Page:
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You are here:DisordersAnorexiaWhat are the signs and symptoms of anorexia?

What are the signs and symptoms of anorexia?

Signs and symptoms

Some common signs and symptoms of anorexia include:

  • Weight loss or not making expected developmental weight gains
  • Distorted body image – often feeling much bigger than you are in reality
  • Fear of gaining weight and obsession with losing weight
  • Avoiding eating, making excuses or denying hunger
  • Counting calories excessively or restricting food groups
  • Making yourself sick (purging)
  • Erosion of tooth enamel from purging
  • Use of laxatives or diet pills
  • Excessive exercise
  • Withdrawal from social situations
  • Preoccupation with food, calories and numbers (for example, some may enjoy cooking and baking for others, but not eating what they cook)
  • Rigid eating rituals (e.g. eating very slowly, taking a certain number of bites, always leaving something on the plate, eating only at certain times)
  • Loss of (or irregular) periods
  • Exhaustion
  • Insomnia
  • Low body temperature
  • Wearing lots of layers of clothing either to keep warm or to hide body shape or weight loss
  • Loss of muscle strength – walking, even standing, can take all your energy
  • Dizziness, low blood pressure and slow heart rate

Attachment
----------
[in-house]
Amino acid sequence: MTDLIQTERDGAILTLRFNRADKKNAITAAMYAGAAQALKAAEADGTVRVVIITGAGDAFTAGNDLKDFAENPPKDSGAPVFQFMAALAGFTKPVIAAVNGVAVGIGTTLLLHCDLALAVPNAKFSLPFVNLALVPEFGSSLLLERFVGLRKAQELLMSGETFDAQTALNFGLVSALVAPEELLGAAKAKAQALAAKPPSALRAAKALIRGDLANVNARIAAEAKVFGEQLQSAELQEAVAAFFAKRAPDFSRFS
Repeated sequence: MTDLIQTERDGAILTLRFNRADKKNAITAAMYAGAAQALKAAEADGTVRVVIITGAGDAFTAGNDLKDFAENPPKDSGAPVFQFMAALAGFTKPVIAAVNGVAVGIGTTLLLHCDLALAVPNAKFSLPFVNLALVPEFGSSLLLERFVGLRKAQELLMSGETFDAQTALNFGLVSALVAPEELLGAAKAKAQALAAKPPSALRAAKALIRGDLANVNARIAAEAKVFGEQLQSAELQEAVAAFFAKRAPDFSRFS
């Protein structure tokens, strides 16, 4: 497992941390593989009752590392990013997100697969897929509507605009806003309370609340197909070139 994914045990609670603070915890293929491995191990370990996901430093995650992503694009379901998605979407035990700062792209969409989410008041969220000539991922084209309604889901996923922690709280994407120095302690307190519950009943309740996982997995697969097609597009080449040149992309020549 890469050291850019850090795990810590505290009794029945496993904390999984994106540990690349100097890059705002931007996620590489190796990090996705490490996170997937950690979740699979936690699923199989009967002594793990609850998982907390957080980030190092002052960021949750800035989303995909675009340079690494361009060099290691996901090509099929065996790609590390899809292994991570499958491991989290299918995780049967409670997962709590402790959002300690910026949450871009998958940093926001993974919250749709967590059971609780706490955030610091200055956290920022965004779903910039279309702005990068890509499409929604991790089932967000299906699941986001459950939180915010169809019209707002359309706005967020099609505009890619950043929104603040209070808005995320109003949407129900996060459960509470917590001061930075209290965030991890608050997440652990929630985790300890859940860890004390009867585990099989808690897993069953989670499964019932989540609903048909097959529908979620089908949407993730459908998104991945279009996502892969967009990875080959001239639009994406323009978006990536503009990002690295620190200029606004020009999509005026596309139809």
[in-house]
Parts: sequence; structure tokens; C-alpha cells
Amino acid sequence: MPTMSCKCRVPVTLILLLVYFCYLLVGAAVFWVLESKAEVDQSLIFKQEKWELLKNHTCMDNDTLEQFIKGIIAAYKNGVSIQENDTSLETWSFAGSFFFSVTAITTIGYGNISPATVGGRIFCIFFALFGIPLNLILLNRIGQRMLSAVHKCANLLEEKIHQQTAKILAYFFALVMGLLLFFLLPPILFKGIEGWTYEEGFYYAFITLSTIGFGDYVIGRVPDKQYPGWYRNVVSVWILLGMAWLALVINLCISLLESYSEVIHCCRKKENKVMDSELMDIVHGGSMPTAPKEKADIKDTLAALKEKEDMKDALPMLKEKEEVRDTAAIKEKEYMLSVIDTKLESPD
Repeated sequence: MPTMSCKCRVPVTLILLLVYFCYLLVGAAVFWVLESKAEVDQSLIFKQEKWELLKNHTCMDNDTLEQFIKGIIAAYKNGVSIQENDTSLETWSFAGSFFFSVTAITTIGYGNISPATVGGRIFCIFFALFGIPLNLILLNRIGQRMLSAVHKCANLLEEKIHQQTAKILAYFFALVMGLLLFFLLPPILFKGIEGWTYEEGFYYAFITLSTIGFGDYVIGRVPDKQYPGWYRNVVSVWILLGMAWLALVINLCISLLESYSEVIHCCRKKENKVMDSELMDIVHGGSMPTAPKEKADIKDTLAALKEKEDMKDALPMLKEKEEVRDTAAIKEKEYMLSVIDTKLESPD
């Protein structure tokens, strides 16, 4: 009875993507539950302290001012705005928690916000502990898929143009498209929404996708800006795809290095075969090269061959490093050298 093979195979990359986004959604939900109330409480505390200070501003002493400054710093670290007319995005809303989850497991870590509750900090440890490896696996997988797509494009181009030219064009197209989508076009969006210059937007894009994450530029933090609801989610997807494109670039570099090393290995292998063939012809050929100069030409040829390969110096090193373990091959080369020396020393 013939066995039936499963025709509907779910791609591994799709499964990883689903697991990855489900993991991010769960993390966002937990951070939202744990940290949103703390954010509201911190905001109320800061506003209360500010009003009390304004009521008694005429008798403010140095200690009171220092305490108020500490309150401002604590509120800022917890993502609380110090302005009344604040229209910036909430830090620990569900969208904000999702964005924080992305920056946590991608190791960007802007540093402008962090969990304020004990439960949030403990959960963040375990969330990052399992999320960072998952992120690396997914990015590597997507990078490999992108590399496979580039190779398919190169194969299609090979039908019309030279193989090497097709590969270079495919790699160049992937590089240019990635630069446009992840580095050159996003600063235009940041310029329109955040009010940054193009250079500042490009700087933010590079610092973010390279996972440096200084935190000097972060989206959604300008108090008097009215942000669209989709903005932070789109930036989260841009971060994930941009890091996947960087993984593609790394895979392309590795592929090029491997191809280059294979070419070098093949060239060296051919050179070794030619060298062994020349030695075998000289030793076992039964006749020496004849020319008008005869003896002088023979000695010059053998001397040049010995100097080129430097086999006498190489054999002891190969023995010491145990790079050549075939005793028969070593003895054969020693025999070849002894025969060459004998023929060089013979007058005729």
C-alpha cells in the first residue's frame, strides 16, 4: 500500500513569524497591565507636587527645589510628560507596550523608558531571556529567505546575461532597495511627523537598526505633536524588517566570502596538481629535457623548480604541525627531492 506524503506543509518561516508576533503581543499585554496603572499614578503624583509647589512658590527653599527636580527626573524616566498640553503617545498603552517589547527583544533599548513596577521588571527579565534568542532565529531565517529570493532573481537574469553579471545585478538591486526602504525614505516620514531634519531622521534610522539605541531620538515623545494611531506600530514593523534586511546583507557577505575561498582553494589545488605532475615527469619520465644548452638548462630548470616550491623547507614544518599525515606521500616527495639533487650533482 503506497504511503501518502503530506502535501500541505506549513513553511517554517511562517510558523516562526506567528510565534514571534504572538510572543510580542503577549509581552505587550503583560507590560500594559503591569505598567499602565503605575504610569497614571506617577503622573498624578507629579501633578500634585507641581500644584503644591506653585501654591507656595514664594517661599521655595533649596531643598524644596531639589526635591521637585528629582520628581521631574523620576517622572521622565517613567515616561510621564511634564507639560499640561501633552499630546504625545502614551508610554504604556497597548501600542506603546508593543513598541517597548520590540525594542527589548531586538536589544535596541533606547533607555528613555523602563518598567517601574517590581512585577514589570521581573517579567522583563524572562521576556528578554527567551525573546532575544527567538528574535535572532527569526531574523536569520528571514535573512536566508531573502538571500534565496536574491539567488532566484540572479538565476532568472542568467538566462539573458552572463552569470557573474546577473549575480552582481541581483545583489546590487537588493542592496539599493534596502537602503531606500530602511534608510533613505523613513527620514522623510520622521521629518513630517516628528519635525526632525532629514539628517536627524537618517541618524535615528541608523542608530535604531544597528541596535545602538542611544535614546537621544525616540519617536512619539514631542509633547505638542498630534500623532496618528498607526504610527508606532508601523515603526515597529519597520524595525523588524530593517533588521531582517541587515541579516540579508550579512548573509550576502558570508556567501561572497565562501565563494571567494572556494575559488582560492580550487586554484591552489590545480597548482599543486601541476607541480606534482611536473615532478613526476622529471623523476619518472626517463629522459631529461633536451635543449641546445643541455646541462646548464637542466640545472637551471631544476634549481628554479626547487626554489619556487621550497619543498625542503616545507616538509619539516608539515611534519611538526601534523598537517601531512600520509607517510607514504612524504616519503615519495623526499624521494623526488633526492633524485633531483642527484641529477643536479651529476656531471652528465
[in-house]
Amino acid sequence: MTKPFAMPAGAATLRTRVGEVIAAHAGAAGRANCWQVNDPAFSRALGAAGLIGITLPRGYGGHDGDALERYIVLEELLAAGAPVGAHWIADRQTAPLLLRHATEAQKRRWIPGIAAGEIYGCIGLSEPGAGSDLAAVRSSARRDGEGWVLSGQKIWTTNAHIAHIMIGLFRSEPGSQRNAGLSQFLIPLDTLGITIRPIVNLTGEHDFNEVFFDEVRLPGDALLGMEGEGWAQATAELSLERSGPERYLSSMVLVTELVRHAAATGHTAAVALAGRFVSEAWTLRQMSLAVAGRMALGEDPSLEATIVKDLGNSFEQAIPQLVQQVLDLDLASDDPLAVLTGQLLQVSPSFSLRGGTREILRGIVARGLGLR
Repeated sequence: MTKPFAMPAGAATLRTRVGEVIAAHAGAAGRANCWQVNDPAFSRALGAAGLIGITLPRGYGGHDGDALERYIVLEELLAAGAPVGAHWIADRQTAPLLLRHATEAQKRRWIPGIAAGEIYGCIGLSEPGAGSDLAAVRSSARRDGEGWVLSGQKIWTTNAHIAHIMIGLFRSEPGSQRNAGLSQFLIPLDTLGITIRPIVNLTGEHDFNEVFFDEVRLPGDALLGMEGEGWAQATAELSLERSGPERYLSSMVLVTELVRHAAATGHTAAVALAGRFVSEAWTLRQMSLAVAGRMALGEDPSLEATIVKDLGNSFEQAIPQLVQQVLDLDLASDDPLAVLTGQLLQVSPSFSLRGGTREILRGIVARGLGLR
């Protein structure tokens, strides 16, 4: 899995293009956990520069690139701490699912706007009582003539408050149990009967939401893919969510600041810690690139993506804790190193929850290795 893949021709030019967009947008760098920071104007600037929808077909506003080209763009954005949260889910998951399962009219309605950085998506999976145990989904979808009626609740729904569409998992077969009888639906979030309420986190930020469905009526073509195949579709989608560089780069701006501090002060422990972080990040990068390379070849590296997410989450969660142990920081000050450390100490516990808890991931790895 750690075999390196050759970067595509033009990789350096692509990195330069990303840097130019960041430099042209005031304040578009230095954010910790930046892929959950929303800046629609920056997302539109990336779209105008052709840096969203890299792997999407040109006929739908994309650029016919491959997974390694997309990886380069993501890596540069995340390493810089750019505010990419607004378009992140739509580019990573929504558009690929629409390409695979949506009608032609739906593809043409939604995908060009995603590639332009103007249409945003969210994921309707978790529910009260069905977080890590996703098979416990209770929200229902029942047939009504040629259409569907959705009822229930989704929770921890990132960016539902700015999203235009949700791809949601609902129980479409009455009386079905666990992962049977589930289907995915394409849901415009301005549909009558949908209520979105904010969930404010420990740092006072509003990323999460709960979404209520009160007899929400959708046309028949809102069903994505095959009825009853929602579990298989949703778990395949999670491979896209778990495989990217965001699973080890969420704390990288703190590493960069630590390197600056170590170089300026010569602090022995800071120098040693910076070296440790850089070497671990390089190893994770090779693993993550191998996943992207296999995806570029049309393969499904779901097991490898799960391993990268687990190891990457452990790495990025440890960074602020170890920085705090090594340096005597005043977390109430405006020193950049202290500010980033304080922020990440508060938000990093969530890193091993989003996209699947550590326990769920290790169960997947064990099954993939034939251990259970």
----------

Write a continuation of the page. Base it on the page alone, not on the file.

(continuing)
• Dehydration
  • Stomach problems, constipation and bloating
  • Thinning or falling out hair

Responsive symptoms

The below symptoms can be associated with or reactions to anorexia:

  • Suicidal thoughts – The suicide mortality rate for those struggling with anorexia is one of the highest of psychological disorders. This can increase at times throughout recovery, especially during early recovery stages, as the common guilt of increasing intake or restoring weight increases. Any thoughts of suicide should be taken seriously.
  • Co-morbid disorders – Anorexia is often accompanied by other mental health disorders, such as depression, anxiety, obsessive-compulsive disorder or substance abuse. For many, anorexia itself can feel like an addiction, and developing compulsive behaviours or rituals around food (such as eating very slowly, cutting food into tiny pieces, or eating only with specific cutlery or at specific times) is common. Some may turn to alcohol or drugs, either to suppress appetite or to cope with the distress of anorexia.